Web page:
Attention: Your Kids Still Need You After Graduation
It’s Graduation Season! Countless numbers of young people will make the milestone transition from high school to college and, after graduation to the work world.
Mom, dad, granddad, auntie and anyone who raised the Graduate is heaving a big sigh, feeling that the heavy lifting is done. Yes, tuition must be paid and sheets and towels purchased but most feel that the “childrearing” part of parenting is largely done.
Is it, though?
The Reality of Life After Graduation
When I ask my friends if their kid is ready for college, ready for the “real” world, they generally worry about their lack of laundry skills, seeming inability to hear the alarm go off on school mornings or whether they can live within their paycheck. But, very few express concern about the most important piece of the transition.
In the book, The Defining Decade: Why Your Twenties Matter And How to Make the Most of Them Now, by Meg Jay, PhD, the author reports that, “in the world of mental health, the lowest-functioning and the highest-functioning clients typically struggle with serious mental illnesses that are maintained more than cured.” Some high functioning clients are called YAVIS by mental health professionals: “young, attractive, verbal, intelligent and successful.” Sound familiar? Many of us describe our Graduates using the same favorable description, right? To be YAVIS is to be highly favored — to have a world of opportunity waiting for you — on the surface. The problem is this: when someone considered YAVIS has setbacks or trauma, family and friends, and oft-times therapists, cannot see past the “young, attractive, verbal, intelligent and successful image” to provide the support needed.
Assumptions and Stereotypes of the Parent of a Graduate
Sometimes, we assume that when our kids hit the college years and beyond, we should somehow play a lesser, more diminished role in their lives. In fact, many colleges create this notion of artificial independence by, on the one hand, encouraging decision-making without parental input while, on the other hand, sending the tuition bill to the very parents whose influence they attempt to limit.
In our zeal to not be labeled as the hovering helicopter parent, the over involved cosseter of our children, are we leaving them hanging when they need us most?
We all can recall those moments of panic during the college years. If we’re honest with ourselves, much of the panic rested firmly in the area of unconscious incompetence – we didn’t know what we didn’t know. Sure, there were academic hiccups and missed deadlines but the bulk of our angst was focused on the unknown, the what-ifs, the gray areas where much of life holds court. We were looking for the definitive, the black and white, the thumbs up or down… the one, right ANSWER. Anything short of that felt confusing and stressful.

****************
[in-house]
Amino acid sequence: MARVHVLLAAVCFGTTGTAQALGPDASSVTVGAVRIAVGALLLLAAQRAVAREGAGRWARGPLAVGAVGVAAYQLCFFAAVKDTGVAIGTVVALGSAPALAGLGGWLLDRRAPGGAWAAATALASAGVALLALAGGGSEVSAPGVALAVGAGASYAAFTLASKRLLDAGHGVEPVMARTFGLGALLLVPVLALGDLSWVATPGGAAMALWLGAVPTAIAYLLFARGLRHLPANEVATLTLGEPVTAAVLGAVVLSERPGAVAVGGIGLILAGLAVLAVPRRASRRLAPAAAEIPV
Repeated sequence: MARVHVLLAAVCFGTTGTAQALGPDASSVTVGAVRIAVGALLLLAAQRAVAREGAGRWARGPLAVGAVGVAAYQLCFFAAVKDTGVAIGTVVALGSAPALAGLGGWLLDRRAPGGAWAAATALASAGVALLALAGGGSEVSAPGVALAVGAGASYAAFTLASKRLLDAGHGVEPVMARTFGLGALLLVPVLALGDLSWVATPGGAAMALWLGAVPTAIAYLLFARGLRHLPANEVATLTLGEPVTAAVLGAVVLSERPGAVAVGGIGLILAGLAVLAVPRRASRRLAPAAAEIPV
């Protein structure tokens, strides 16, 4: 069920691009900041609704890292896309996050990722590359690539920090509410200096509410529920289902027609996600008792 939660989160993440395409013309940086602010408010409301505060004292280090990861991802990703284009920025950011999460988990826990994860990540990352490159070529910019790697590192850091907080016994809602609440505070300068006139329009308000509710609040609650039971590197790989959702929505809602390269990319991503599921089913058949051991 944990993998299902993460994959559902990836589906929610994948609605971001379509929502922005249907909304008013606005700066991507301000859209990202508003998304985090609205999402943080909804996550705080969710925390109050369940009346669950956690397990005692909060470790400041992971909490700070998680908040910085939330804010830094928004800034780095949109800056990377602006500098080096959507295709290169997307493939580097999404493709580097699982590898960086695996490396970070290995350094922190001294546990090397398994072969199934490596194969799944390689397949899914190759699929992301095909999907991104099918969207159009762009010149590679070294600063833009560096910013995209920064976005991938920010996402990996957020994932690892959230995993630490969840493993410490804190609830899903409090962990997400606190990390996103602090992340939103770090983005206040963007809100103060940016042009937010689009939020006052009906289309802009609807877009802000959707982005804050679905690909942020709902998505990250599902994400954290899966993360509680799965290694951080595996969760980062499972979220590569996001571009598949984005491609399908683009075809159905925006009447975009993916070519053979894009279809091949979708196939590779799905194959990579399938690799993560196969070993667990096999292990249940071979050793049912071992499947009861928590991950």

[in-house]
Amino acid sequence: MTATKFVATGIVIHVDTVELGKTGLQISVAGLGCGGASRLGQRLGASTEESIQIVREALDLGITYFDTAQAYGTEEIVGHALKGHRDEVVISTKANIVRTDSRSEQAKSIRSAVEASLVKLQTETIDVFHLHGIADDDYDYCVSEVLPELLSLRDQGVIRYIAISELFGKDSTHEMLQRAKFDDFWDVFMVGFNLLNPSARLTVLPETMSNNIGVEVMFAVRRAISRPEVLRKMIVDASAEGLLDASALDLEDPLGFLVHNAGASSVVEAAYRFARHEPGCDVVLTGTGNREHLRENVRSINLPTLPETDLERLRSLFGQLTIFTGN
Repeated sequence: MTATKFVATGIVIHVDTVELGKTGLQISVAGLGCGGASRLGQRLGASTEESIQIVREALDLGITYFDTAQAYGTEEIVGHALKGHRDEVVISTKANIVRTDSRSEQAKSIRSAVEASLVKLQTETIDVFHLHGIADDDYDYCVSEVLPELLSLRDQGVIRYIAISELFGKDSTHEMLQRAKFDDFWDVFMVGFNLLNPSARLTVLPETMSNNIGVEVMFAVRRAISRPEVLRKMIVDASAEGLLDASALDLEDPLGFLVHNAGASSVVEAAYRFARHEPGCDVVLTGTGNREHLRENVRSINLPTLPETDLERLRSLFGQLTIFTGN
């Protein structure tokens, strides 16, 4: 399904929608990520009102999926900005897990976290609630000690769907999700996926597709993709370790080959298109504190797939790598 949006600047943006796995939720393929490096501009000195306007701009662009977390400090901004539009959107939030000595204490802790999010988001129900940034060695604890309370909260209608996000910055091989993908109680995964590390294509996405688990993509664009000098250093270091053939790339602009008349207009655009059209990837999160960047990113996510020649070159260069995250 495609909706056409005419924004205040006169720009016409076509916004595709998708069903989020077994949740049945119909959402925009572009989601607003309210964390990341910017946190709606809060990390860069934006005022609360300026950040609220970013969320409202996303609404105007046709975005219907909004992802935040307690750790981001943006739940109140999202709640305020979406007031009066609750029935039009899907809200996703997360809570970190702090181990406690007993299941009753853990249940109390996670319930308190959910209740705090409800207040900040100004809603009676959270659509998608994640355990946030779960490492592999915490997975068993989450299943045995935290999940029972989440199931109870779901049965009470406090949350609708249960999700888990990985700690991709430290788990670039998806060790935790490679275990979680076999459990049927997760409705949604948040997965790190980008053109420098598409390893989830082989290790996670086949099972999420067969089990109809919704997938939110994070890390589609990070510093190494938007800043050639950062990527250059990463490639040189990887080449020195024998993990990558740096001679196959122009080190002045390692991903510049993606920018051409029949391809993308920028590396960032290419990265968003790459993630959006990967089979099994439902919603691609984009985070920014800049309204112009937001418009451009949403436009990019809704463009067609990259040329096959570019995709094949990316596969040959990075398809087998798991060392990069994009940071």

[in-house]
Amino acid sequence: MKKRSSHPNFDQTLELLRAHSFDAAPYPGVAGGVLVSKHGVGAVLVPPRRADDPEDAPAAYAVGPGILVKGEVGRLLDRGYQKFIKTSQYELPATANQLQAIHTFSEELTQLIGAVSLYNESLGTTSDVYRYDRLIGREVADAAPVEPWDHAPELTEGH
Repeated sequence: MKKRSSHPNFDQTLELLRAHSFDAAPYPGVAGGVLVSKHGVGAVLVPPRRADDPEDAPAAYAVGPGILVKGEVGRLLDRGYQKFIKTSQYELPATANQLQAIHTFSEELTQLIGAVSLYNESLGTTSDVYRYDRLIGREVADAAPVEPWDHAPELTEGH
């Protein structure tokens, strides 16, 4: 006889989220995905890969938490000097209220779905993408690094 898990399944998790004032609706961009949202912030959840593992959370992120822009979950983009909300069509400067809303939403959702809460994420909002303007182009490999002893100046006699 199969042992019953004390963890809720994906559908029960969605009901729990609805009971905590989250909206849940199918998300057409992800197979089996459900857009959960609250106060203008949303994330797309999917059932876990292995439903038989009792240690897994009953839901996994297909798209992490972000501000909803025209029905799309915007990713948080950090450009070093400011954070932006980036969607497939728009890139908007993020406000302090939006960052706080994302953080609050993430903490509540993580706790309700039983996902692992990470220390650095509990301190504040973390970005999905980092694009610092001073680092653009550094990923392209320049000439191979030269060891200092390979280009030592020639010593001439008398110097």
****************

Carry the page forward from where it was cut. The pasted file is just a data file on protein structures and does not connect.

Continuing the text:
Bring Your Experience to the Table
What we know as gray-haired adults with 50, 60, 70-plus years under our belt is that the bigger and bolder life gets, the more complex it gets. We know that the combination of knowledge and experience — wisdom — will have a calming effect on the panic of our college years. Over time, we learned that, in its simplest form, life is roller coaster ride of challenges with moments of happiness and calm that fortify us until we hit the next roadblock to navigate around. The sooner our Graduates understand this, the sooner they will realize that fantasies of full and complete independence are simply notions that distract us from building a full life interconnected with those whom we love and care about. It’s up to us to show them the way.
We should not be fooled by what our Graduates present on the surface. They need us to show them how to weather the inevitable storms, to seek the help of others, including mental health support, and to create a tribe that is supportive. They don’t need childrearing as much as they need guidance.
Transition from Teaching to Listening
They also need us to listen. The most empowering way to show someone you care is to listen, to empathize, to provide bits (emphasis on bits!) of wisdom. No matter our age, we all need a nonjudgmental listening ear and wise counsel to guide us through the years of unconscious incompetence. (Did I neglect to tell you that unconscious incompetence follows us through life?)
As we head into graduation season, take a moment to look beyond your Graduate’s YAVIS status to listen to them with intention. Take another moment to share a pearl of wisdom – not just cautionary tales but words that uplift and inspire. Consider it your small part in shaping the future. Guess what? It’s fun to help shape the future.
It’s time to cue up Pomp & Circumstance. Don’t forget the Kleenex!
Previously published on Primewomen.com